Have you ever wondered if injections for arthritis might help your chronic joint pain? Here’s what to know about the options.
Joint injections can help ease osteoarthritis pain, but not all injections have the same effect. We asked Leon Scott, M.D., of Vanderbilt Orthopaedics Division of Sports Medicine to compare steroid, hyaluronic gel, platelet-rich plasma and stem cell shots, and explain the pros and cons of each type of injection.
Steroid injections are a classic tool for controlling pain inside the joints. “Within two days to two weeks, people will have a dramatic improvement in pain in most cases,” Scott explained. Steroid injections are used to treat osteoarthritis pain. They aren’t meant for discomfort resulting from a trauma such as a fracture.
One drawback of steroid injections is that, although the pain relief is fast, the effect doesn’t last that long — usually one to three months, Scott said. A growing concern, based on recent studies, is that repeated steroid injections could damage and deteriorate joint cartilage over time, he added. Doctors should also explain the risk of temporary increased blood pressure, increased blood sugar, altered behavior or sleep, and skin changes like flushing.
“I think a steroid injection is a great tool,” Scott explained. “If you are going on a vacation, if you have a family member’s wedding coming up, if you have a big event and you do not want that pain to hurt you during that month, a steroid is probably the tool for you.”
A steroid injection can also be a helpful option for individuals who experience repeated stiffness or inflammation in a joint after a minor tweak at the gym. “Maybe it feels tight or swollen, but the exam is otherwise normal,” he explained. “Steroid for a young person might just be enough to flip the switch so it can cool down enough to it to heal back up again.”
Hyaluronic acid gel injections
These are commonly known as visco-elastic, “rooster-comb” or “gel” injections. The theory behind them is that they can boost joint lubrication and reduce inflammation. In people with osteoarthritis, hyaluronic acid, a substance that’s naturally in joint synovial fluid, deteriorates. “Hyaluronic acid is a major component of the netting and cushy bedding of cartilage known as extra-cellular matrix,” Scott explained.
The drawback of gel injections when compared to steroid injections is that they may not provide as much pain relief, Scott said. “But we believe gel injections are safer for the joint when it comes to repeated injections, and when people do have noticeable improvement in pain, the effect does last longer — about six months,” he added. Another drawback is cost. Some insurance companies don’t pay for gel injections, leaving patients paying about $1,500 out of pocket.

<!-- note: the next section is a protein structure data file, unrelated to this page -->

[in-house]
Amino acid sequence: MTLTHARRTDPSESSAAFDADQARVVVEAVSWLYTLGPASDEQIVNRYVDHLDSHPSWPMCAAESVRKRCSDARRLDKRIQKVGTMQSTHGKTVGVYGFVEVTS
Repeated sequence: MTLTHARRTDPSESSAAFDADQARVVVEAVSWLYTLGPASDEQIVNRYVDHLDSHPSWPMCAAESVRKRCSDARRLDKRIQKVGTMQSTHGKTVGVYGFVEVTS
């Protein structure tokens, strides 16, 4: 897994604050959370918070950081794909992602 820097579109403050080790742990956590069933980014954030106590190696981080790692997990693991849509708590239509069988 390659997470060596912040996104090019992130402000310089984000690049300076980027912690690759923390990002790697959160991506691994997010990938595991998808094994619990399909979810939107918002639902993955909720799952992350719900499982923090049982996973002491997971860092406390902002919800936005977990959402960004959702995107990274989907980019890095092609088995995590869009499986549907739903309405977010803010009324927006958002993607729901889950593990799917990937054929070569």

With these injections, platelet-rich plasma is injected into the joint. “We take a sample of blood and then concentrate the platelets out, and in some cases, activate them a certain way, and then inject them into the knee,” Scott said. Platelets are fragments of certain cells in the blood that carry growth-factor molecules along with other molecules known to signal the healing process. Scott explained that the theory behind these injections is to inject a concentration of platelets where they typically don’t go, such as the joint. “That may encourage tissue to remodel, heal and potentially reduce or at least better control some of the inflammatory processes that may be associated with pain,” he added.
Platelet-rich plasma can be quite effective at pain management. “At six months, 75 percent of patients say, ‘Yeah, this was worth it,’” Scott said. “That’s compared to 55 percent for steroids and compared to 30 percent for hyaluronic acid.” However, these injections can also have high out-of-pocket costs. Patients may pay $500 to $1,500 per injection. “If you have evidence of intact cartilage,” Scott said, “then I recommend PRP. But people have to realize it’s an investment.”
Stem cell injections
The concept behind stem cell injections is similar to that of PRP injections. Stem cells are taken from elsewhere in a patient’s body, such as bone marrow or fat tissue. Then they are then immediately injected into that patient’s joint. In theory, the injected stem cells act upon stem cells already in the joint and encourage them to “wake up” and repair damaged tissue, Scott explained. However, the cost can be prohibitive. A patient will often pay $7,000 out of pocket for a stem cell injection. Yet, this type of injection has not been proven to be more effective than platelet-rich plasma.
A word of caution to consumers considering injections called “stem cells” that come from laboratories that use tissue donated from other people, commonly from umbilical cord or amniotic tissue: “Avoid these injections,” Scott said. “They contain no living stem cells, usually just dead tissue. At best, they are given by well-intended but uninformed medical providers, and at worst, by fraudulent profiteers.”
If you are dealing with an injury, facing surgery or coping with chronic pain, Vanderbilt Orthopaedics offers a full spectrum of care. Our specialists work with you from evaluation and “prehab” through physical therapy and, if needed, surgery. We’ll help you get back to doing the things you love, pain-free. To make an appointment, call 615-936-7846.